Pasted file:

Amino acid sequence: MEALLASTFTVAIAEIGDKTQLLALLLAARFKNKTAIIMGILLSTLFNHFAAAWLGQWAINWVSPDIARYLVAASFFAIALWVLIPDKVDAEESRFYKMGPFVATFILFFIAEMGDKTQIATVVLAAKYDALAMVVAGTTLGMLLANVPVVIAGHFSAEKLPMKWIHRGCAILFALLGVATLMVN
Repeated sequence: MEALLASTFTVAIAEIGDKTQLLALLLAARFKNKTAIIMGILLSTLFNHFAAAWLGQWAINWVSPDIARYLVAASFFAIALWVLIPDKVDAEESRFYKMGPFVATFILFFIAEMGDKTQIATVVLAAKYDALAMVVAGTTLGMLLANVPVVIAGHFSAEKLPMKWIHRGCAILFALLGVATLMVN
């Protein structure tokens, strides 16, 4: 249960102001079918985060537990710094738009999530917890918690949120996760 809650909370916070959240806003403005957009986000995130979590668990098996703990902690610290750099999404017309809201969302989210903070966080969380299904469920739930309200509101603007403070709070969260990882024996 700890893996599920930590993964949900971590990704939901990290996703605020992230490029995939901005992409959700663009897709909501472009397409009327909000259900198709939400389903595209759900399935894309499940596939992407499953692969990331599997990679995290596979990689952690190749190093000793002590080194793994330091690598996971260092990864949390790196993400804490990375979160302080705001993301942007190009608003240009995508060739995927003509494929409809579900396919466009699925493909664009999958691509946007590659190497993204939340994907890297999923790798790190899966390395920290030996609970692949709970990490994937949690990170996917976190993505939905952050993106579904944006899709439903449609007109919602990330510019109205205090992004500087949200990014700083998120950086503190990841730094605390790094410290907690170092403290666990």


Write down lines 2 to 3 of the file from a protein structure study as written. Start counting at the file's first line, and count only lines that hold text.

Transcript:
Repeated sequence: MEALLASTFTVAIAEIGDKTQLLALLLAARFKNKTAIIMGILLSTLFNHFAAAWLGQWAINWVSPDIARYLVAASFFAIALWVLIPDKVDAEESRFYKMGPFVATFILFFIAEMGDKTQIATVVLAAKYDALAMVVAGTTLGMLLANVPVVIAGHFSAEKLPMKWIHRGCAILFALLGVATLMVN
């Protein structure tokens, strides 16, 4: 249960102001079918985060537990710094738009999530917890918690949120996760 809650909370916070959240806003403005957009986000995130979590668990098996703990902690610290750099999404017309809201969302989210903070966080969380299904469920739930309200509101603007403070709070969260990882024996 700890893996599920930590993964949900971590990704939901990290996703605020992230490029995939901005992409959700663009897709909501472009397409009327909000259900198709939400389903595209759900399935894309499940596939992407499953692969990331599997990679995290596979990689952690190749190093000793002590080194793994330091690598996971260092990864949390790196993400804490990375979160302080705001993301942007190009608003240009995508060739995927003509494929409809579900396919466009699925493909664009999958691509946007590659190497993204939340994907890297999923790798790190899966390395920290030996609970692949709970990490994937949690990170996917976190993505939905952050993106579904944006899709439903449609007109919602990330510019109205205090992004500087949200990014700083998120950086503190990841730094605390790094410290907690170092403290666990």